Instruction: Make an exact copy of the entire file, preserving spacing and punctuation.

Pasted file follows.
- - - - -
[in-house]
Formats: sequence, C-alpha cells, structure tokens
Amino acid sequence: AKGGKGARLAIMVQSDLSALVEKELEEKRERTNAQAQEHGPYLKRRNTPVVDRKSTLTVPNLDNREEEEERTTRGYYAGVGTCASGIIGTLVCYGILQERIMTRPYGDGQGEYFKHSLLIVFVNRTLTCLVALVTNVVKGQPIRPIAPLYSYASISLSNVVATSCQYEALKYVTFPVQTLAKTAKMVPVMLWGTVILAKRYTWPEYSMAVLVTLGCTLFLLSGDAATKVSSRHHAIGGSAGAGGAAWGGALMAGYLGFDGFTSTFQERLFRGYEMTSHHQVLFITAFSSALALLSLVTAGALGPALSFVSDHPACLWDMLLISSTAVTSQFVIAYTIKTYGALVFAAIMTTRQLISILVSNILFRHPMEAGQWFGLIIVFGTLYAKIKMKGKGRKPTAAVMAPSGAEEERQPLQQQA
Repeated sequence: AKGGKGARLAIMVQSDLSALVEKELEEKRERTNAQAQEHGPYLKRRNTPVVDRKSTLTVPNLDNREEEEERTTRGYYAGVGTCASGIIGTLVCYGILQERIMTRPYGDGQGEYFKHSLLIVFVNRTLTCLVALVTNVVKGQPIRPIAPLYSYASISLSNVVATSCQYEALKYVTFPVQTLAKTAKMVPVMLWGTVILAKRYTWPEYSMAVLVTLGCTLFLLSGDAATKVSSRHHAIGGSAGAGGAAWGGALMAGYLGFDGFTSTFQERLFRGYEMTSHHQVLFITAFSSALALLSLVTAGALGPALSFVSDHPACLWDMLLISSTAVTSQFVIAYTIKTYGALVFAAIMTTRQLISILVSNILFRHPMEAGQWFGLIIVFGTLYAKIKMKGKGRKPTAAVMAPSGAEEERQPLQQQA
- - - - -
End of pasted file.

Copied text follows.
[in-house]
Formats: sequence, C-alpha cells, structure tokens
Amino acid sequence: AKGGKGARLAIMVQSDLSALVEKELEEKRERTNAQAQEHGPYLKRRNTPVVDRKSTLTVPNLDNREEEEERTTRGYYAGVGTCASGIIGTLVCYGILQERIMTRPYGDGQGEYFKHSLLIVFVNRTLTCLVALVTNVVKGQPIRPIAPLYSYASISLSNVVATSCQYEALKYVTFPVQTLAKTAKMVPVMLWGTVILAKRYTWPEYSMAVLVTLGCTLFLLSGDAATKVSSRHHAIGGSAGAGGAAWGGALMAGYLGFDGFTSTFQERLFRGYEMTSHHQVLFITAFSSALALLSLVTAGALGPALSFVSDHPACLWDMLLISSTAVTSQFVIAYTIKTYGALVFAAIMTTRQLISILVSNILFRHPMEAGQWFGLIIVFGTLYAKIKMKGKGRKPTAAVMAPSGAEEERQPLQQQA
Repeated sequence: AKGGKGARLAIMVQSDLSALVEKELEEKRERTNAQAQEHGPYLKRRNTPVVDRKSTLTVPNLDNREEEEERTTRGYYAGVGTCASGIIGTLVCYGILQERIMTRPYGDGQGEYFKHSLLIVFVNRTLTCLVALVTNVVKGQPIRPIAPLYSYASISLSNVVATSCQYEALKYVTFPVQTLAKTAKMVPVMLWGTVILAKRYTWPEYSMAVLVTLGCTLFLLSGDAATKVSSRHHAIGGSAGAGGAAWGGALMAGYLGFDGFTSTFQERLFRGYEMTSHHQVLFITAFSSALALLSLVTAGALGPALSFVSDHPACLWDMLLISSTAVTSQFVIAYTIKTYGALVFAAIMTTRQLISILVSNILFRHPMEAGQWFGLIIVFGTLYAKIKMKGKGRKPTAAVMAPSGAEEERQPLQQQA